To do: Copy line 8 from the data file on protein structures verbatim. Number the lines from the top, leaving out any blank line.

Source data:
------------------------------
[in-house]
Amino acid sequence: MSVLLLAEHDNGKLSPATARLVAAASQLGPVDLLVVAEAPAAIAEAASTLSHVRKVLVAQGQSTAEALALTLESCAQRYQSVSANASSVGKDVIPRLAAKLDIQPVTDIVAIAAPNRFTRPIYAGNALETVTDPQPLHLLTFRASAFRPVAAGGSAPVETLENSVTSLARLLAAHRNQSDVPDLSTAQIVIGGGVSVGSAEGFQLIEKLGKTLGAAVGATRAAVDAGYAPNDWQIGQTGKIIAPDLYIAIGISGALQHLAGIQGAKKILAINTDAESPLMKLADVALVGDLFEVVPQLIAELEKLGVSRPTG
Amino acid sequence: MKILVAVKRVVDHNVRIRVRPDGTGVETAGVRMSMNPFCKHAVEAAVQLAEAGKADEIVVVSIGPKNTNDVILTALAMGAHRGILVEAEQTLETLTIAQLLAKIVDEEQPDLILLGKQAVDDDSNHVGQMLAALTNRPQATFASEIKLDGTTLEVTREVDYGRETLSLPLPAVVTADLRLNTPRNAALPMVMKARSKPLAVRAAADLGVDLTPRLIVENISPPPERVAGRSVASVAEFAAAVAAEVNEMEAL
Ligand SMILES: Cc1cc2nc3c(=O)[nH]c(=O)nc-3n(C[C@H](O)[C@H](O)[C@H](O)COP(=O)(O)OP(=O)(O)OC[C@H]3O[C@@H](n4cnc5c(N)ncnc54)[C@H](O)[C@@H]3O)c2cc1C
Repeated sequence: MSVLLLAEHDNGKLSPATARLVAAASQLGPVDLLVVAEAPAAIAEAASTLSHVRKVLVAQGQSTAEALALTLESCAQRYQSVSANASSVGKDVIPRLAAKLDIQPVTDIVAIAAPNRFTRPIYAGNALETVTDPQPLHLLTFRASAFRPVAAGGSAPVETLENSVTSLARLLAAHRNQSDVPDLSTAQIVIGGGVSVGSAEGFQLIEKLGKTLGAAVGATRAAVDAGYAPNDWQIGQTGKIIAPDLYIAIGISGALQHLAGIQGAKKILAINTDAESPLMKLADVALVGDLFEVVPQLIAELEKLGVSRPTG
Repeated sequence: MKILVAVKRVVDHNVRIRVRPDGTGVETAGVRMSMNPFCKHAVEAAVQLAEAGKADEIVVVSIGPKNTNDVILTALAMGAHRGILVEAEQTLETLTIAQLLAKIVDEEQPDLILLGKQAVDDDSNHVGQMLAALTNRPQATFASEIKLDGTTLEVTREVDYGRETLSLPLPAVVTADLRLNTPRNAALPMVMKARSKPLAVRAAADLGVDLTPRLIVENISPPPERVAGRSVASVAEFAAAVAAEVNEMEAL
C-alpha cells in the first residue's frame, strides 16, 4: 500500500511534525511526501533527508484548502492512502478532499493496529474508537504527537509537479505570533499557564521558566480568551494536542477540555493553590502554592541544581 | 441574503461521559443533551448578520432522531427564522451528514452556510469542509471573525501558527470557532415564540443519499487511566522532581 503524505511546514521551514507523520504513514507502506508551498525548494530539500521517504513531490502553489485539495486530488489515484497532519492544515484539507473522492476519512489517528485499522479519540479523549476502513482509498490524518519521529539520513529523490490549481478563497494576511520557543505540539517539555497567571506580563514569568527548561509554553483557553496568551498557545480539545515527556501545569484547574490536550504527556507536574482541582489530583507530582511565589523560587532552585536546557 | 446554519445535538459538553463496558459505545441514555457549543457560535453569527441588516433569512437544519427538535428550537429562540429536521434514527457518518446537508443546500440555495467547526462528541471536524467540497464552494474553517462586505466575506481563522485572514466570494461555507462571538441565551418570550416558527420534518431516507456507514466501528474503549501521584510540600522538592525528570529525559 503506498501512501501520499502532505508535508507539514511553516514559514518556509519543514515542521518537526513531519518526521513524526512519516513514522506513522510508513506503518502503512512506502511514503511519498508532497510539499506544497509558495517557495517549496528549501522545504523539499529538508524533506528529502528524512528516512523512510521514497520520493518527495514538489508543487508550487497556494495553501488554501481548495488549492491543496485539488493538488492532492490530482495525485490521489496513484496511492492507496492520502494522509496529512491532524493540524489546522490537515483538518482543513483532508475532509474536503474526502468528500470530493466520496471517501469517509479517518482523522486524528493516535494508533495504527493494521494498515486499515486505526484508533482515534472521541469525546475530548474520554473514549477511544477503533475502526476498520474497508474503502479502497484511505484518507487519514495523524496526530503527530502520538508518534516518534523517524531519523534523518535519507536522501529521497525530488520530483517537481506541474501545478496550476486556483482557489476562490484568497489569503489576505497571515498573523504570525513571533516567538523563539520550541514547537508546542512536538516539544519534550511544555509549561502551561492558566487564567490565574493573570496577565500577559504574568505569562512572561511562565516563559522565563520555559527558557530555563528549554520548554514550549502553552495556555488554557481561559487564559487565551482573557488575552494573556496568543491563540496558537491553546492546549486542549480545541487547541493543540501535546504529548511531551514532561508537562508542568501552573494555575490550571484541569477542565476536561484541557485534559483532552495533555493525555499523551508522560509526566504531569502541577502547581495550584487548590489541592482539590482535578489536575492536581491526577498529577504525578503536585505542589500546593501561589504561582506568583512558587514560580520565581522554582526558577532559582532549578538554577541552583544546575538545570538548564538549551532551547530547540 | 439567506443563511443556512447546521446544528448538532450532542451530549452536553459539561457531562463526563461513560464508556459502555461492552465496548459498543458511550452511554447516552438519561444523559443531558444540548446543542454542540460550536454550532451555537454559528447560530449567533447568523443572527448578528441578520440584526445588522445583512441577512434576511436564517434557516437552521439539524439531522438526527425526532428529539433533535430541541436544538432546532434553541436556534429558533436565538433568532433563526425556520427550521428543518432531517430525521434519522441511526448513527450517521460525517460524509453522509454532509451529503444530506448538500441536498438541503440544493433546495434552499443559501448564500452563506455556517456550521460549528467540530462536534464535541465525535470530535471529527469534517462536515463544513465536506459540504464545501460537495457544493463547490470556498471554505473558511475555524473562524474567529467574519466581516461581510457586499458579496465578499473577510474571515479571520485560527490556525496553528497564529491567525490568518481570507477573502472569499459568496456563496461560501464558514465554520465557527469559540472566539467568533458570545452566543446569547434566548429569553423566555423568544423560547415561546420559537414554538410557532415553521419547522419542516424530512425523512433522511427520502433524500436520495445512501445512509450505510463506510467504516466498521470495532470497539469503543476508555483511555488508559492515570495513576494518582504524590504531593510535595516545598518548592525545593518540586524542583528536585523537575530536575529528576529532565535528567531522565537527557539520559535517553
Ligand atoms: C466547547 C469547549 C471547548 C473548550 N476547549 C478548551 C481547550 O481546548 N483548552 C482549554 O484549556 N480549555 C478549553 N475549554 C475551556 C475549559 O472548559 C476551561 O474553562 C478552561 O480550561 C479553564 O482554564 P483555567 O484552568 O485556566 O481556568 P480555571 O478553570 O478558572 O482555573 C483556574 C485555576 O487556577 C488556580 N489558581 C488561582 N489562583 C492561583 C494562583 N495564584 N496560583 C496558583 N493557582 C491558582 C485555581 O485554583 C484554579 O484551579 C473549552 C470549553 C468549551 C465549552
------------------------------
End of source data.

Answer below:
Ligand atoms: C466547547 C469547549 C471547548 C473548550 N476547549 C478548551 C481547550 O481546548 N483548552 C482549554 O484549556 N480549555 C478549553 N475549554 C475551556 C475549559 O472548559 C476551561 O474553562 C478552561 O480550561 C479553564 O482554564 P483555567 O484552568 O485556566 O481556568 P480555571 O478553570 O478558572 O482555573 C483556574 C485555576 O487556577 C488556580 N489558581 C488561582 N489562583 C492561583 C494562583 N495564584 N496560583 C496558583 N493557582 C491558582 C485555581 O485554583 C484554579 O484551579 C473549552 C470549553 C468549551 C465549552